Using diodes and transistors as solar cells

When you get down to it, solar cells aren’t much different from the diodes and transistors in your parts drawers or inside your beloved electronics. They’re both made of silicon or some other semiconductor, and surprisingly can produce electricity in the presence of light. Here’s two semiconductors-as-solar panel projects that rolled into the tip line over the past few days.

[Steven Dufresne] cut open a 2N3055 power transistor to expose the semiconductor material to light. In full sunlight, he was able to produce 500 millivolts and 5.5 milliamps. In other words, he’d need around 5000 of these transistors wired up to turn on a compact fluorescent light bulb. A small calculator has a much lower power requirement, so after opening up five transistors he was able to make a solar-powered calculator with a handful of transistors.

[Sarang] was studying solar cells and realized a standard silicon diode is very similar; both are p-n junctions and the only real difference is the surface area. He connected a 1N4148 to a multimeter and to his surprise it worked. [Sarang] is able to get about 150 millivolts out of his diode with the help of a magnifying glass. While he doubts his diode is more efficient than a normal solar cell, he thinks it could be useful in low-cost, low power applications. We’re thinking this might be useful as a high-intensity light detector for a solar cooker or similar.

After the break, you can check out the videos [Steven] and [Sarang] put up demonstrating their solar cells.

32 thoughts on “Using diodes and transistors as solar cells

    1. Naw, I can still desolder and then use them – probably will someday. Just have to be extra careful of the delicate wires. At least I stopped myself from digging up five more to connect in parallel for more current.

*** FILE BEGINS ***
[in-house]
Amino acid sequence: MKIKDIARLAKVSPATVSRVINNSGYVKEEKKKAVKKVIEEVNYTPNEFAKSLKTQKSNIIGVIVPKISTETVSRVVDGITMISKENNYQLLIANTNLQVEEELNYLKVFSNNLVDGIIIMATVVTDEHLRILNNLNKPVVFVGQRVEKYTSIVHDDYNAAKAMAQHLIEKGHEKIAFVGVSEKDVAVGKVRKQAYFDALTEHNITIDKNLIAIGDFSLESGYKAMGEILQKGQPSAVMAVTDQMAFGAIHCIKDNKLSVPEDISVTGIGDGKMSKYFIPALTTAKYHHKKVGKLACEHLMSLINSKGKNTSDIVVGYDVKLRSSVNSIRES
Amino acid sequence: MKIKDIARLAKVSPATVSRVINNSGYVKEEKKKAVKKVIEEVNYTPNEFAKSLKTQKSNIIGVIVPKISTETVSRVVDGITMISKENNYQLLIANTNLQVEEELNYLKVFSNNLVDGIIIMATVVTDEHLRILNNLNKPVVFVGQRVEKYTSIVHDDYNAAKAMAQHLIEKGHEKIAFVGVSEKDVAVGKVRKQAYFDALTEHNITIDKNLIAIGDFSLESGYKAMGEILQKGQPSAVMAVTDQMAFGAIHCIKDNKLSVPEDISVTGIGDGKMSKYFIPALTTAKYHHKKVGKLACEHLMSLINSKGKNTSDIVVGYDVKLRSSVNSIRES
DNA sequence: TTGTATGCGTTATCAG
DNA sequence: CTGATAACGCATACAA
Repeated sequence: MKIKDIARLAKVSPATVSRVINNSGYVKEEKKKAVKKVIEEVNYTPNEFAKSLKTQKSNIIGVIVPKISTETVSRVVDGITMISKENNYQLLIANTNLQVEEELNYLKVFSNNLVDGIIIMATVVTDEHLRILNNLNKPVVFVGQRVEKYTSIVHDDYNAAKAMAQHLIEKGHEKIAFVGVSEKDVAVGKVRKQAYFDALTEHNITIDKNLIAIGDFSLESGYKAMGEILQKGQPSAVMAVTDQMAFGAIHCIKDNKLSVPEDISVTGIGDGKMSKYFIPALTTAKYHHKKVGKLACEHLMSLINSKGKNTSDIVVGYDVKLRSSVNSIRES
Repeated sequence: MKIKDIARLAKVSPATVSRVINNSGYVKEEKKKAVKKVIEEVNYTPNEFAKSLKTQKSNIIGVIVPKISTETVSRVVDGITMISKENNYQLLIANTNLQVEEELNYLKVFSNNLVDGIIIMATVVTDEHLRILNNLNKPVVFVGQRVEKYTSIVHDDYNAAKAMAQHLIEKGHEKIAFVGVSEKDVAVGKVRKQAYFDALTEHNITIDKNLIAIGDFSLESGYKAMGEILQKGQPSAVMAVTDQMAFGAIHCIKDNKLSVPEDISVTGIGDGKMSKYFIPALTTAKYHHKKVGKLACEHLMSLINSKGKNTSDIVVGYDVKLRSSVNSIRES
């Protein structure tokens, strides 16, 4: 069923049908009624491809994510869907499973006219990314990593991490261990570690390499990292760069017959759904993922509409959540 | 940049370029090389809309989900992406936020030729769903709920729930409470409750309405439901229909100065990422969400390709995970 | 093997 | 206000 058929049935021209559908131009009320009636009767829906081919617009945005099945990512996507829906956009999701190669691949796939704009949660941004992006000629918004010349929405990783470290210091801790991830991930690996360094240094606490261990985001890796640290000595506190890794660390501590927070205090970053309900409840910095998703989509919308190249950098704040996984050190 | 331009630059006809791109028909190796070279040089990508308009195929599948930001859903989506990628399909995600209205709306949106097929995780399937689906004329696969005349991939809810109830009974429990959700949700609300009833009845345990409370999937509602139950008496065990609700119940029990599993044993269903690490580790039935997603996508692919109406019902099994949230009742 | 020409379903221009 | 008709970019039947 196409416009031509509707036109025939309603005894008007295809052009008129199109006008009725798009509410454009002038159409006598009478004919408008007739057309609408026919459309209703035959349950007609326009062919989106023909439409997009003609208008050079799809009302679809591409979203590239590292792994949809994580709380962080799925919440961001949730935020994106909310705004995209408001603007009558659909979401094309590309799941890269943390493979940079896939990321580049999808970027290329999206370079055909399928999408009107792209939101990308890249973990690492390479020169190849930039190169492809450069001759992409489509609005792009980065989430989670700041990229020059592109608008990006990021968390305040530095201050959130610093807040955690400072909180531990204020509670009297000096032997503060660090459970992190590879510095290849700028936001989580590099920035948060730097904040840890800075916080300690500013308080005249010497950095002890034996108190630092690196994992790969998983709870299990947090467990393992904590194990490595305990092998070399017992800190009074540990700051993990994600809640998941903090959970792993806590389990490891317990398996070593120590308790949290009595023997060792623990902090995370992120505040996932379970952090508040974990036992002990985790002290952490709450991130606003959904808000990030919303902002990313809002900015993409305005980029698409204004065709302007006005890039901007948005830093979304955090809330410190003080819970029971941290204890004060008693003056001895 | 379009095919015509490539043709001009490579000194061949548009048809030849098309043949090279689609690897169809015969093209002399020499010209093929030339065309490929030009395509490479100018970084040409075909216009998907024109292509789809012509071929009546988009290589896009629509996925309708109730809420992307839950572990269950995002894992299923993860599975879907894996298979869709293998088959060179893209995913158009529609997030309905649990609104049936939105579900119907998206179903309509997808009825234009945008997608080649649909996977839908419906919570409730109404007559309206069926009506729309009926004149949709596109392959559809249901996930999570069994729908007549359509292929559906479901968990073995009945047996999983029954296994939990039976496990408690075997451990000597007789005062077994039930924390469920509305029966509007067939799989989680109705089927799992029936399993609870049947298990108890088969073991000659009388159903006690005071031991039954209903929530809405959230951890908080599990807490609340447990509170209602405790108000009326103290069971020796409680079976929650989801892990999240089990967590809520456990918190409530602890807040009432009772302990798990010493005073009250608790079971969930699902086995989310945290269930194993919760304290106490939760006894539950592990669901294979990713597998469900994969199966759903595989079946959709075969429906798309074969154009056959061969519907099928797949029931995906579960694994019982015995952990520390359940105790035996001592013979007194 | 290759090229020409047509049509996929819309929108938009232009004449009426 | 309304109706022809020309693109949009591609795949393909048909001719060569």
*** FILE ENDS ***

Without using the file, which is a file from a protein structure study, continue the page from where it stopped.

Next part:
1. Interesting configuration for the transistors. I’m not in a position at the moment to think this through completely, so I’ll just put it out there to discuss.

    It appears the energy is produced at the PN junction. Couldn’t you tie both E and C to the previous transistor’s B and effectively have your power sources in series/parallel? Wouldn’t that increase your current output?

    1. Jeff, I measured C/E with respect to B and got the very same voltage and current as with just C with respect to B. This was with cool white compact fluorescents as light source. Strange, I know.

  2. few years back the bbc/pbs had a show called “Rough Science” each season they would grab a group of sciency people and put them somewhere and task them with objectives (kinda like Survivor, without the lameness) In the Ep linked above they sand off the top of a transistor and use it as a light detector to make a light beam communicator.

    led’s will also generate a small voltage.

      1. LEDs are much more efficient because is packing is clear. They are often used in BEAM robots as light sensors because they don’t need to be powered!

      2. Even better, the LEDs are spectrally sensitive, so you can use them as rough spectrophotometers. Forest Mims has written extensively about it.

  3. Pretty old trick, the first time I saw this was in the mid 70s. Not worth the waste of an old though still very useable transistor if you need a real solar cell, but informative.

    1. These surely are no match for real cells and I don’t think that cutting working transistors is a good idea, but damaged (with one of the junction damaged) transistors can be used also – that what is recommended in first article. Back in those years it was also possible to buy at reduced price factory new transistors that had worse that specified parameters but it was not a problem when using them as solar cells.

  4. in my opingion, logically, there theoretically would be 5 or 6 possibilities of failure mode in a transistor;
    e-c open, e-c short,
    e-b open, e-b short,
    all short, all open(very unlikely)

    so is there a 1 in ~5 chance of using a blown transistor as a solarcell?

    hmmm next time i have a to3 thats blown, ill try it and see! :)